The cardiovascular effects can cause heart attacks and strokes in those who are heavily dependent or in poor health and sudden withdrawal can occasionally be fatal.
What treatment is available for Heroin addiction?
As with any drug addiction, the first step is to make a positive choice to change and seek help, Heroin addiction in most cases a GP is the access point to NHS funded services.
The first line of treatment is designed to stabilise the habit and the chaotic life of a Heroin addict. This is usually achieved through a prescribed Heroin substitute such as Methadone, which provides a safer alternative to illegal drugs and also avoids the need to share needles and equipment, as well as reducing the effects of withdrawal and the risk of relapse.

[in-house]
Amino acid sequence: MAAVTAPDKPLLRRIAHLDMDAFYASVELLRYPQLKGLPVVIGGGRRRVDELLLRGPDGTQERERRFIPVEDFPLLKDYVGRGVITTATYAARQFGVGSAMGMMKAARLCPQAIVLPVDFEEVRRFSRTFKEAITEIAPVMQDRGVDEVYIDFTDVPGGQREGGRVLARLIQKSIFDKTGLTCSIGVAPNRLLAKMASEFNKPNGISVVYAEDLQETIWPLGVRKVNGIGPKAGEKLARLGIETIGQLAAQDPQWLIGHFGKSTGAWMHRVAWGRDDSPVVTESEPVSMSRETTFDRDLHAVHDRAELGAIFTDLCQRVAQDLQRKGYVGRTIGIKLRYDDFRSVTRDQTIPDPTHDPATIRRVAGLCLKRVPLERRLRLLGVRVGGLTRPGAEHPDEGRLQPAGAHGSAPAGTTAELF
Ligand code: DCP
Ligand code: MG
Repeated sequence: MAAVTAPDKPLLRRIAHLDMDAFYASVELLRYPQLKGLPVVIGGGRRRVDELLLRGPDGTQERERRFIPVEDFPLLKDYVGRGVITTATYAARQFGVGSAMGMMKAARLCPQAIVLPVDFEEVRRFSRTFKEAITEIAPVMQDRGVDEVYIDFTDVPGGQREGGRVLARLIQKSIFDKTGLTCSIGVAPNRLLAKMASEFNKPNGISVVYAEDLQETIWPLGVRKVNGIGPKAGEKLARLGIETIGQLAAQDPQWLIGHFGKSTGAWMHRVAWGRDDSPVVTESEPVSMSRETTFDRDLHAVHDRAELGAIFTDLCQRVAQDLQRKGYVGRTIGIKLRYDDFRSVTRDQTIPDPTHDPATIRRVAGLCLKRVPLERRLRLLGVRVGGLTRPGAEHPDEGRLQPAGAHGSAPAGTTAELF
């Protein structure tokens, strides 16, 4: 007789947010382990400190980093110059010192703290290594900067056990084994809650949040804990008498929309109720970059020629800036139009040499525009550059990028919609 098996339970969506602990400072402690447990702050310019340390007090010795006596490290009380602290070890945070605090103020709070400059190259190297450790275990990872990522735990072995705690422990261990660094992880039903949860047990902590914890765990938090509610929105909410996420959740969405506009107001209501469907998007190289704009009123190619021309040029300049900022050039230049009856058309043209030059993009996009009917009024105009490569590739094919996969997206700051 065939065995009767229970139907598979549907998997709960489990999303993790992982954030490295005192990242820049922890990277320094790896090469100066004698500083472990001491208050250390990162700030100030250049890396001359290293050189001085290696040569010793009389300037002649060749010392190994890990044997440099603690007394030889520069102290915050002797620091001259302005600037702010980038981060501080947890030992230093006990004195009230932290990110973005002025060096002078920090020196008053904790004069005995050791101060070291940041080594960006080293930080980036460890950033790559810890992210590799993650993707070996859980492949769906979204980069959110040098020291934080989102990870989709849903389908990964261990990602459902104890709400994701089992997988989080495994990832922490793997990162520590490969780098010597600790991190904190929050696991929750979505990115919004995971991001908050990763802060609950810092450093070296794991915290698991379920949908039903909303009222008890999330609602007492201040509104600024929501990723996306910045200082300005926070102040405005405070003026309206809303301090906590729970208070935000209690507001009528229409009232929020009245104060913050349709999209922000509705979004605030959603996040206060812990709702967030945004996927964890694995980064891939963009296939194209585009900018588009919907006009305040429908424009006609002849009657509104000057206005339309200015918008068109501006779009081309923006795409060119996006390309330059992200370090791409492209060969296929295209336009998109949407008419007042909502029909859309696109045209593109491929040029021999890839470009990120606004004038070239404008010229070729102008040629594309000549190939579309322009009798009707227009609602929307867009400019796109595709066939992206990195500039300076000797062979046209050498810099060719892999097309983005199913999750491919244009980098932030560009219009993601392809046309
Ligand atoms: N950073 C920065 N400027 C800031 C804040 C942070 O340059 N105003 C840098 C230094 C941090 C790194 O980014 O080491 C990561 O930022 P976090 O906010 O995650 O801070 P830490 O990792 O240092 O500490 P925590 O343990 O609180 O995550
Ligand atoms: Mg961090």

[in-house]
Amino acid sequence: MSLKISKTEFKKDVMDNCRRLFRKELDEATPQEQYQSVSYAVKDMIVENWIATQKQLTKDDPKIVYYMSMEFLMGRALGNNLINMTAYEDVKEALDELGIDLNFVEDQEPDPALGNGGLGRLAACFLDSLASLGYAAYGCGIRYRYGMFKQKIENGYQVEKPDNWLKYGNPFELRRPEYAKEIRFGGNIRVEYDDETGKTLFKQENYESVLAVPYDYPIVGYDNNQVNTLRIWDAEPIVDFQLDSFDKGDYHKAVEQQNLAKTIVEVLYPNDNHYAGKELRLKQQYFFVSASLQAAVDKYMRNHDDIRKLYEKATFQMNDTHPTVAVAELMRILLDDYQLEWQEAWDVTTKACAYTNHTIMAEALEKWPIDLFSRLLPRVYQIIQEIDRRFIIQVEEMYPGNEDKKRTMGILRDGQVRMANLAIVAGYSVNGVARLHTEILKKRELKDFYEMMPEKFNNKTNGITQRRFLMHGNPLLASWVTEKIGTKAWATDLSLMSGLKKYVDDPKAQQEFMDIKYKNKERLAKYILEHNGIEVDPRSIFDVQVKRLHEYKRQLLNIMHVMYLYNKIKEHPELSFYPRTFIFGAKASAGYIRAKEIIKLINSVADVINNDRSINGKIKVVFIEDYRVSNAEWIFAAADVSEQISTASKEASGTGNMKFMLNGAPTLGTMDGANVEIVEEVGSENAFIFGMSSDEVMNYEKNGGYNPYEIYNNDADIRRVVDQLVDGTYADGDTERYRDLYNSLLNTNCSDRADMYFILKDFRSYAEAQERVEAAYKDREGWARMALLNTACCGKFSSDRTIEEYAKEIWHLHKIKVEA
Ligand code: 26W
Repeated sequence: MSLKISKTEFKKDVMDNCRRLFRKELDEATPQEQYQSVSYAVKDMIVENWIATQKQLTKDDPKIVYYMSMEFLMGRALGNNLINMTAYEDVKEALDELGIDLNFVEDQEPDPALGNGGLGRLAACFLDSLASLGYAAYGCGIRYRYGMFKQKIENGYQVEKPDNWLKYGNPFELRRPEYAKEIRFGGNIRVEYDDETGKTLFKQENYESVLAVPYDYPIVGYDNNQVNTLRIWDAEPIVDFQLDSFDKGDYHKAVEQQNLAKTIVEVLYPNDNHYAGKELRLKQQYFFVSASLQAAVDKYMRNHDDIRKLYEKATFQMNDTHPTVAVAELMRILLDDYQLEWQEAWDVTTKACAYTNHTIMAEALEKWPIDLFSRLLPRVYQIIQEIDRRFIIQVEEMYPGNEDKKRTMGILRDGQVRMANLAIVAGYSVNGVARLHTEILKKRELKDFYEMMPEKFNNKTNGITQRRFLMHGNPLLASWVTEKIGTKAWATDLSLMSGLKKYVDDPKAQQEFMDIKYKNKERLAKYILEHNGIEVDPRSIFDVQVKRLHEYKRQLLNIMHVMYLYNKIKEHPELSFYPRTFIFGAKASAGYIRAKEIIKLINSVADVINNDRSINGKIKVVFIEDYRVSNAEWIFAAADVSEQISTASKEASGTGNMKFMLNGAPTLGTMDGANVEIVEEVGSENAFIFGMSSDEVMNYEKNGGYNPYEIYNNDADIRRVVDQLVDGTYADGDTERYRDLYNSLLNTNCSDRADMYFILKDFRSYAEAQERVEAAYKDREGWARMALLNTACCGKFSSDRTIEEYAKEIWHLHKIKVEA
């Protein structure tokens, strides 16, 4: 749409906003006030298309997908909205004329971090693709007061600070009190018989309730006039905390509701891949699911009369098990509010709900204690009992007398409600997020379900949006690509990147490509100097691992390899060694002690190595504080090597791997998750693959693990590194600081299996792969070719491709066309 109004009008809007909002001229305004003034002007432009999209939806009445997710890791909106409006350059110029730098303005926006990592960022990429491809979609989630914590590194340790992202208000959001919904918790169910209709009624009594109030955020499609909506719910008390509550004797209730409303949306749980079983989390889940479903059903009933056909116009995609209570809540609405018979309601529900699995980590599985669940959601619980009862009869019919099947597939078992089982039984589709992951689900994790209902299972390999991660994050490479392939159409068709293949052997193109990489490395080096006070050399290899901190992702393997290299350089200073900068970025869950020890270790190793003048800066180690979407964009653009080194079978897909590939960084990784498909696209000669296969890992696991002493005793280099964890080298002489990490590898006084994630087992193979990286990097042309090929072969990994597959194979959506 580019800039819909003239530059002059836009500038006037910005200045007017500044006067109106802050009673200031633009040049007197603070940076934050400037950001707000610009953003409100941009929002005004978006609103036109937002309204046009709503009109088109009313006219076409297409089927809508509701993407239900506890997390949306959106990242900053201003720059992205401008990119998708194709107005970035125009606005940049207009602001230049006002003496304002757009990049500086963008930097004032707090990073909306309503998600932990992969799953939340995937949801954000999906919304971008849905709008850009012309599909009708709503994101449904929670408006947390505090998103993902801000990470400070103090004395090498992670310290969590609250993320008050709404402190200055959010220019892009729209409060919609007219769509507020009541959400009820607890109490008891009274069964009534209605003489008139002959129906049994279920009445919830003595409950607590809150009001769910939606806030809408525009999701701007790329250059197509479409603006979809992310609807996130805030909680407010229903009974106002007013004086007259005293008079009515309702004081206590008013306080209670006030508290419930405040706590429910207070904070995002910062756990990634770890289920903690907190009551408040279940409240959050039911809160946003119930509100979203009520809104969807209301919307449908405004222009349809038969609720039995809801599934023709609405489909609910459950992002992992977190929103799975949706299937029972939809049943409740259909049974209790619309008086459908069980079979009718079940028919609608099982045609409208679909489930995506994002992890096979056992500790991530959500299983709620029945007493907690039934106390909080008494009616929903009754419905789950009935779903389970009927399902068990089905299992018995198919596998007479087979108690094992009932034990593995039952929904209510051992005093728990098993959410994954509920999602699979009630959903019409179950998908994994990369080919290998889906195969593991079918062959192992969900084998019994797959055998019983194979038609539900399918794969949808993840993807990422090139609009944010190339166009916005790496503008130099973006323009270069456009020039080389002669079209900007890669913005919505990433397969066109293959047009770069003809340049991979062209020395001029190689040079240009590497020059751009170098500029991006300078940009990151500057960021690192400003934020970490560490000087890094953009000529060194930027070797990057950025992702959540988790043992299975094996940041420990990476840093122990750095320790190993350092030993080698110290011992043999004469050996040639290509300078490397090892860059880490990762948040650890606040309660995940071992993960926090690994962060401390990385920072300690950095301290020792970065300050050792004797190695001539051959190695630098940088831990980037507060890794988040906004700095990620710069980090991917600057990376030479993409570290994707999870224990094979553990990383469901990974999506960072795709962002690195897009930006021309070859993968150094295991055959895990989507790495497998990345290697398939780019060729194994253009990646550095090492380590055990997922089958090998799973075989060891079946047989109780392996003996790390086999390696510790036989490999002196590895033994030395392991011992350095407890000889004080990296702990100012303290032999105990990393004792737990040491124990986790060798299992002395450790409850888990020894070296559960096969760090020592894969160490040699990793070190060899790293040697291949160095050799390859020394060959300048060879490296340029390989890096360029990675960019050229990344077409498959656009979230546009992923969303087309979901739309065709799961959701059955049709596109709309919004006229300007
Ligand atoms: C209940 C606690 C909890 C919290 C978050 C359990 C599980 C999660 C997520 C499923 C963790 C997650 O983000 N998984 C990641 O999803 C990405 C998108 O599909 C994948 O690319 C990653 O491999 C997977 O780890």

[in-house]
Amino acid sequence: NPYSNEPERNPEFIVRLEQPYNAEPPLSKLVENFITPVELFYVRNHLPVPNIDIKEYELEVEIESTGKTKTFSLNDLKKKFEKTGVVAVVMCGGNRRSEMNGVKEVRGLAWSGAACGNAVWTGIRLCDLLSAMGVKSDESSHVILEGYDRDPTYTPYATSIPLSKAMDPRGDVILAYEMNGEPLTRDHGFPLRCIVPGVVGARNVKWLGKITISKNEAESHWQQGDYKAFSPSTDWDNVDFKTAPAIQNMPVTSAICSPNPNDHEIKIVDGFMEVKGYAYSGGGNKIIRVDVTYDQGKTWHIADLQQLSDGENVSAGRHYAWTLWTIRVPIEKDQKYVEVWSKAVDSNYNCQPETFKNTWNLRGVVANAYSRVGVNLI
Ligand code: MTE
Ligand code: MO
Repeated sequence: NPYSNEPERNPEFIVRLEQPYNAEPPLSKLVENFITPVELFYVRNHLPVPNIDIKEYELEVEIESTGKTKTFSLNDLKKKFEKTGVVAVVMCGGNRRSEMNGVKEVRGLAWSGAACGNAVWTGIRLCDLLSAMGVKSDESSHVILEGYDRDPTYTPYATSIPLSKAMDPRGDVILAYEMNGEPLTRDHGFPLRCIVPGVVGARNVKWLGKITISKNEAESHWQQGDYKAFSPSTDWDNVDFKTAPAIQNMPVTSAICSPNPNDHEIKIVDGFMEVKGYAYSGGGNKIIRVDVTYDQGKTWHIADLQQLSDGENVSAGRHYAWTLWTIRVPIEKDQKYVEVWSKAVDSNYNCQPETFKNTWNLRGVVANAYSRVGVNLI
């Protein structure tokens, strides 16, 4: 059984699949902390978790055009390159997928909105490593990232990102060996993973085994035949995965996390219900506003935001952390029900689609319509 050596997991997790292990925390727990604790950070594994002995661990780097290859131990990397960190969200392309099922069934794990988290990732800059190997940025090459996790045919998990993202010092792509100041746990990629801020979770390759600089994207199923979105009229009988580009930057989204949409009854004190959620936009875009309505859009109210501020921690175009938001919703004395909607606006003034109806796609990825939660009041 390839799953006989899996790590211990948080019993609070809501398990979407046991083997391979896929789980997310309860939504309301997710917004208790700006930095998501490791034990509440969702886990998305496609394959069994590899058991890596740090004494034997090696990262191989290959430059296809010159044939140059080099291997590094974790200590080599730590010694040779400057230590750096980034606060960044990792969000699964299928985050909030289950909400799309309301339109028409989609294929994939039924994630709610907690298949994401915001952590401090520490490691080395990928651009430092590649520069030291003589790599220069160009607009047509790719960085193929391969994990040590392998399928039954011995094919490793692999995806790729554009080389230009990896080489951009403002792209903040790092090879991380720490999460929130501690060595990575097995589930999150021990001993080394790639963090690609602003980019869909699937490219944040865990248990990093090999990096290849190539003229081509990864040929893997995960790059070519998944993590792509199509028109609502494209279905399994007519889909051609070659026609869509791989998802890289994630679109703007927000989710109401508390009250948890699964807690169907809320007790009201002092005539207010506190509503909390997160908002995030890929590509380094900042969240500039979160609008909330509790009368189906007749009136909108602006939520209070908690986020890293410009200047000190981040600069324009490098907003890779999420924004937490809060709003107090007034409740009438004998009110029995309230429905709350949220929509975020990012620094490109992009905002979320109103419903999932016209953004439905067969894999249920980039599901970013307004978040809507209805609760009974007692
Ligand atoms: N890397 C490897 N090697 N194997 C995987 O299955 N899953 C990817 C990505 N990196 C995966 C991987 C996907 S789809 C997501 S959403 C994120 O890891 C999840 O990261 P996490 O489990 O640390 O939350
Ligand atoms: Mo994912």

Methadone is essentially a synthetic opiate that blocks the effects of Heroin and has a proven record of success. For those affected by the behaviours of addiction, substitute medication also helps to stop the need to commit crimes to fund the habit.
However, Methadone only provides a short term solution serving as a stepping stone to other forms of therapy that are more likely to achieve long term abstinence and recovery.
So the next step is to come off Methadone, either by gradually reducing the dose on an outpatient basis in the community, or a medically supervised detox as an inpatient which can take 10 to 14 days depending on the individual.
After detox, a period in a residential rehab centre may be required, particularly if attempts to give up drugs in the community have failed; if there is a very strong dependency or a co dependency such as Heroin and alcohol, or where there is a difficult family situation.
Rehabilitation involves counselling and behavioural therapies on a one to one and group basis that help people to understand and overcome their addictions, and can be extended to partners and family so they can provide support for their recovery.